Joint Religioius Legislative Coalition (JRLC) Day on the Hill 2014

Once again the Sisters of St. Joseph of Carondelet and Consociates are among the four Lead Sponsors for the JRLC Day on the Hill.  JRLC and the Sisters of St. Joseph have long collaborated on a variety of issues that affect the marginalized among us. Once again the Justice Office is hosting the Sisters of St. Joseph display table with information available representing a variety of departments, including a our Justice Commission 2014 Upcoming Events and websites bookmark which remains the number one take-away from our table.

Many also come to hear about how a sister is now doing, ask if we know a sister, and so on.  So here are a few of the JRLC Pearls so far this morning:

~~ I just wanted to stop by and congratulate the sisters on National Catholic Sisters Week

~~ How do you say that any way, is it Carondelet (let) or Carondelet (lay).  Will I ever remember it is Carondelet (let)?

~~ Will Sister Gina be here today?

~~I hope Sister John Christine will be here. ~~ I just had to stop and say that Sister Mary Heinen was from my district.  I can hardly believe she has passed.  She was such a knowledgeable and inspiring woman.  I especially miss her here today!

~~ Do you offer social justice retreats?

~~ Do you happen to now where Anika Walz is now?

~~ I don’t suppose you know Sister Althea? I know her from retreats and workshops we have shared.

~~ Did you ever know Sister Carmella who started the school patrol?  I am her nephew.

~~ Wisdom Ways is fabulous.  I have been attending their offerings for years.  Their retreats, events and offerings are always fabulous.

~~ I feel so hopeful after hearing about what you are doing on so many fronts.  I could go home right now and the day would be a success.

All this by the time I started writing this blog at 9:30!
As the morning continues…
~~ A woman just dashed up … grabbed the bookmark and enthusiastically said, “I JUST LOVE THE SISTERS!!”
~~I mentioned to a Rochester Franciscan how thrilled I am that they are hosting Rev. Daniel G. Groody, C.S.C. Director of the Institute for Latino Studies at the University of Notre Dame in April. She said she was not signed up and asked if she should be. I suggested it would be very worth her while and important for the passage of immigration reform. She said “I will when I get back today!”
~~ “How is Sister Char Madigan? We traveled the state educating people on the reality of domestic violence. She was the Catholic and I was the Lutheran! Will you please greet her for me?”

 

Posted by Ginger K. Hedstrom, Justice Associate

Investing to Make a Difference

wim cri logo

Last night, Joänne Tromiczak-Neid, Justice Coordinator and I attended the 40th Anniversary of wim cri: Wisconsin, Iowa, Minnesota Coalition for Responsible Investment at the Marquette University Alumni Memorial Union in Milwaukee.  While Joänne has been working with wim-cri for over 20 years, my role the past six years has been more peripheral.  I came knowing I had a lot to learn!

First of all the event was hosted by the Marquette University Center for Supply Chain Management.  I did some research before the event to ground me in their work.  As I read about the complexity of supply chains, I soon realized that my first exposure was in the late 1970s when the toy company I worked for sent raw materials, equipment and technical design patterns to a factory in Haiti where some of our products were being “assembled.”  Before I went on a quality control trip to this factory in Haiti, I was enthused by our work there.  Upon arrival, my perception changed immediately when I recognized that we were literally using the Haitian people (almost exclusively women) to further our needs by reducing our costs and therefore our prices, giving our products an edge in the marketplace. At that time we did not have the language of supply chain management, I only knew I did not like what we were doing!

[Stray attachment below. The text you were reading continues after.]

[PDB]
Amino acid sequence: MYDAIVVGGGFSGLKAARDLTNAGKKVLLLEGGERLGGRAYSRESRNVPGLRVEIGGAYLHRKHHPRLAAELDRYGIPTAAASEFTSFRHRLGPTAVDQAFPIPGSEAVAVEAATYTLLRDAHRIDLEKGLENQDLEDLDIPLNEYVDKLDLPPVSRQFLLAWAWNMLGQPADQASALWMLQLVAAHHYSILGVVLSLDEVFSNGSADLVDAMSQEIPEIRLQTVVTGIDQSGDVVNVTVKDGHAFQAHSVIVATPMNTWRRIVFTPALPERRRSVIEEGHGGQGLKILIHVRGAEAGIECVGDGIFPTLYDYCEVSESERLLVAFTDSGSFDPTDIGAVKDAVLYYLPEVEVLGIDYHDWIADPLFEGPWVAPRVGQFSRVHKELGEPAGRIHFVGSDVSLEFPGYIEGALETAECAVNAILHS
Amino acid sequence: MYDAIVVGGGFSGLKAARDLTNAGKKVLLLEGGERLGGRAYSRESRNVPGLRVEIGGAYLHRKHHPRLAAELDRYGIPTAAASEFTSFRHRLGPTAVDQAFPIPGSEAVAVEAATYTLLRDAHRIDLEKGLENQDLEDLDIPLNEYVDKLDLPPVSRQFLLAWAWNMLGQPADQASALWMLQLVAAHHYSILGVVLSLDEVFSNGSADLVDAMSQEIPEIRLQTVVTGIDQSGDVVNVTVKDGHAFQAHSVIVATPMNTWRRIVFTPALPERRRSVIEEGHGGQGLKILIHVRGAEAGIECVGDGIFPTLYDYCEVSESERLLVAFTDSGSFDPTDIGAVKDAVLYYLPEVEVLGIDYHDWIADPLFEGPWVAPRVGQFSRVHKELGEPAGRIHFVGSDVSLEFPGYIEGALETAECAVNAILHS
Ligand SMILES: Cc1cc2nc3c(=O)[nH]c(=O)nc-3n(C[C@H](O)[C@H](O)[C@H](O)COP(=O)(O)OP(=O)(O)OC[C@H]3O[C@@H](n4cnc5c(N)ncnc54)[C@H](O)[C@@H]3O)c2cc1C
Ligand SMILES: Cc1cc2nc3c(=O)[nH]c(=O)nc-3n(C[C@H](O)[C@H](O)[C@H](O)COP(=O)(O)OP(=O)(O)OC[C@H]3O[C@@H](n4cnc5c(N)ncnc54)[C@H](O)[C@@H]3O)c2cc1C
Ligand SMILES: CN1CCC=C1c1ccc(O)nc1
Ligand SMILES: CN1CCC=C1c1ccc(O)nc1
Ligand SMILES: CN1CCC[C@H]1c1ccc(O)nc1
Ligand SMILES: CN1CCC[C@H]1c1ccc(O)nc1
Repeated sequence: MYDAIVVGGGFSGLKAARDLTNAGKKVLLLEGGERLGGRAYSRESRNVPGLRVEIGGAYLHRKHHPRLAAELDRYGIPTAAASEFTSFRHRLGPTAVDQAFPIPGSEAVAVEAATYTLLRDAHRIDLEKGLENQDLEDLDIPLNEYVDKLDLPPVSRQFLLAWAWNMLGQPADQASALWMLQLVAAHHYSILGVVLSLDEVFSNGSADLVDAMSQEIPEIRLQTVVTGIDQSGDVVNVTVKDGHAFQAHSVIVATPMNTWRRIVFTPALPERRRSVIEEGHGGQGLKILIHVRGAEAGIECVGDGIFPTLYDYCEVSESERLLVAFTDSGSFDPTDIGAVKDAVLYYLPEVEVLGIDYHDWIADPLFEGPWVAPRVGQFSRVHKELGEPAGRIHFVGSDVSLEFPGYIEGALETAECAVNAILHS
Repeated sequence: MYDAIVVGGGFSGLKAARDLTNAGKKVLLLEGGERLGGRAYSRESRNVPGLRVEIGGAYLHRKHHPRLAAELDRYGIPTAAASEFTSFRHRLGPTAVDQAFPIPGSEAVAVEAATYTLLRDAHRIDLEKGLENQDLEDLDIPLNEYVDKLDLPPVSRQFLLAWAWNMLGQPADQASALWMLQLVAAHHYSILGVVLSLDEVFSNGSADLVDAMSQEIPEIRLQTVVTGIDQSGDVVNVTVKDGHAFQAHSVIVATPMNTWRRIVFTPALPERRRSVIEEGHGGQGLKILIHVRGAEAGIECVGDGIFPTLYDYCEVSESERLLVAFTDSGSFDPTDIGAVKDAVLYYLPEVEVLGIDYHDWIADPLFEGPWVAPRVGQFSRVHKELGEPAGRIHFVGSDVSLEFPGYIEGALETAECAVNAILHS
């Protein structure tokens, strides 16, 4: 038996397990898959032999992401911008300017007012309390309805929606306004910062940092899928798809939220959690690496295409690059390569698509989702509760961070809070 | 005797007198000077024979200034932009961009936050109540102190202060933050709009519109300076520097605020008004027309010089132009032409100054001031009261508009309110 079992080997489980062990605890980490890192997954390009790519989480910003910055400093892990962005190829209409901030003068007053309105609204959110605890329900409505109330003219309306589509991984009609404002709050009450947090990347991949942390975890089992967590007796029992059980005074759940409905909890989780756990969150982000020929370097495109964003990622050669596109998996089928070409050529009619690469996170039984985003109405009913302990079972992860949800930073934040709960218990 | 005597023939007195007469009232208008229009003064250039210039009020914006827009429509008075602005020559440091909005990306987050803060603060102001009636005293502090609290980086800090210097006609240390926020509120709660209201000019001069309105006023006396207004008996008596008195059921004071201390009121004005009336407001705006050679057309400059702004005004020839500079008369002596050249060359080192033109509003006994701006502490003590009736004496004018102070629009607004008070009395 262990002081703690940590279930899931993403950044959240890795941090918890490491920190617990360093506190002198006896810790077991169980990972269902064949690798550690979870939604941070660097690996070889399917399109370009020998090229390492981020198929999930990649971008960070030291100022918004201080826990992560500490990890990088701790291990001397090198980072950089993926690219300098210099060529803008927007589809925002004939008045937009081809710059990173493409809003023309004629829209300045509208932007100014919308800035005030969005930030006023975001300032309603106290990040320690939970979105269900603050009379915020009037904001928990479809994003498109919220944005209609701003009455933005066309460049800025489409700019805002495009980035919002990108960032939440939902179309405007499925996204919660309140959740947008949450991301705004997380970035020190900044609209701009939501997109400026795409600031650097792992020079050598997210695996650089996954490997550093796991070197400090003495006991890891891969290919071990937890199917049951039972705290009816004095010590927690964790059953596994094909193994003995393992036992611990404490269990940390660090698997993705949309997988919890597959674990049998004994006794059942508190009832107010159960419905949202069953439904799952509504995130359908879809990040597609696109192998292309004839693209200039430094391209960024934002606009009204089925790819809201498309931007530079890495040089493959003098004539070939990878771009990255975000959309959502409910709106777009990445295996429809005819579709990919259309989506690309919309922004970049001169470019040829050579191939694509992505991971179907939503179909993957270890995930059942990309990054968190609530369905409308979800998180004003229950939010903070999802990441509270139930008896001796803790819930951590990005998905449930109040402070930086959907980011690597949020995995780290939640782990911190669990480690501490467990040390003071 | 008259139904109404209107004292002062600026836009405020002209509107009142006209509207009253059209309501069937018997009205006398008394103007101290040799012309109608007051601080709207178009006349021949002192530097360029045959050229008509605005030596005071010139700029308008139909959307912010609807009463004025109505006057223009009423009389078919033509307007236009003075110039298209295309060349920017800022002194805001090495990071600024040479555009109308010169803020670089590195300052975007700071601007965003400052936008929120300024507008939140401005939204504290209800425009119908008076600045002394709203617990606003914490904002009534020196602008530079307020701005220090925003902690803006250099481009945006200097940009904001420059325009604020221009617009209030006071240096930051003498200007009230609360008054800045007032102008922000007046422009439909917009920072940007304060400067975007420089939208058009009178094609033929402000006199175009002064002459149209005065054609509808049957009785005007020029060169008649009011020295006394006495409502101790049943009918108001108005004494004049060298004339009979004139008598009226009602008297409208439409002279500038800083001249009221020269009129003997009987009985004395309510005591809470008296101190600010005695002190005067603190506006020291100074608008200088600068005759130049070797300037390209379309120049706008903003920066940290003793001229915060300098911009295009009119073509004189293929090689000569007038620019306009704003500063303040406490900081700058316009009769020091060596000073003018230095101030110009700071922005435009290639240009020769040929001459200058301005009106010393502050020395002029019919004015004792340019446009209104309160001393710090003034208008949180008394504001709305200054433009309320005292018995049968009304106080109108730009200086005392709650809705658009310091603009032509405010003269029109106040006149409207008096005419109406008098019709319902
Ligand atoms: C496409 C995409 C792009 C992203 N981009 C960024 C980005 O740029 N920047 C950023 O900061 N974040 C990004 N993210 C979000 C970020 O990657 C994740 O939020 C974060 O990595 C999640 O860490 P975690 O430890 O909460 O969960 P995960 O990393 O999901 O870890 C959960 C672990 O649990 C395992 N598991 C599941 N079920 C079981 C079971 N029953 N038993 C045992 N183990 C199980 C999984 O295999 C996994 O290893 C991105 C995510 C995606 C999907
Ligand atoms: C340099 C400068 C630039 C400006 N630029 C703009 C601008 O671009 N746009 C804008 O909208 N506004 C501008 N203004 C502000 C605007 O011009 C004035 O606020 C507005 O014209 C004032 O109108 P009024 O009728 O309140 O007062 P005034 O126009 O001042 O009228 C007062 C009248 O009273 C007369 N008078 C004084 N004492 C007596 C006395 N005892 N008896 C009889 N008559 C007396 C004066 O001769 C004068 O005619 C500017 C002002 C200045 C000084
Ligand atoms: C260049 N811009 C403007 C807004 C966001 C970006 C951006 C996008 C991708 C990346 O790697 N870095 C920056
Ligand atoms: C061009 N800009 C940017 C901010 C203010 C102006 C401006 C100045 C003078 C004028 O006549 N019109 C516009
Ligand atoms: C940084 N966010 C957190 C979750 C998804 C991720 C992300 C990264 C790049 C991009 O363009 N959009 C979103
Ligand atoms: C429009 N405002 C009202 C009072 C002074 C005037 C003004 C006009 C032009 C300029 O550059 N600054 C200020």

In 1973 while the Vietnam War was being waged and a surge in the manufacture of nuclear weapons was underway, several Capuchin Friars from the Capuchin Franciscan Province of St. Joseph in Milwaukee went to Washington D. C. seeking a more peaceful world.  While there they came to the realization that business and the economy were central to their quest.  The outcome of that trip was the formation of the Corporate Responsibility Action Group (CRAG), the precursor to wim-cri.   Founding members were:  Michael H. Crosby, OFM Cap, Charlita Foxhaven, SSSF and Alphonsa Puls, SSSF (School Sisters of St. Francis).  They set to the work of inviting other religious communities to join them in their quest and connected with the recently formed Interfaith Center on Corporate Responsibility (ICCR).

The Sisters of St. Joseph of Carondelet, Saint Paul Province have been active leaders in wim-cri for over 20 years during which shareholder resolutions have been filed on tobacco, worker’s rights, health care, corporate transparency, affordable prescription medications and ongoing successful dialog with Xcel Energy. 

Founders Awards honoring their vision and commitment to mission were presented to Mike Crosby, OFM Cap, Clarita Foxhoven, SSSF and posthumously to Alphonsa Puls, SSSF.

Tim Dewane, Shalom – Justice, Peace, & Integrity of Creation, School Sisters of Notre Dame, Central Pacific Province moderated a panel dialog that included Terry Nadeau, Global Vice President of Procurement, Johnson Controls, Inc.; Robin Jaffin, Director of Global Supply Programs Verité; Rev. David Schilling, Project Director, ICCR and Dr. Douglas Fisher, Director, Center for Supply Chain Management, Marquette University delving into the complexities of supply chain sustainability and sourcing responsibility.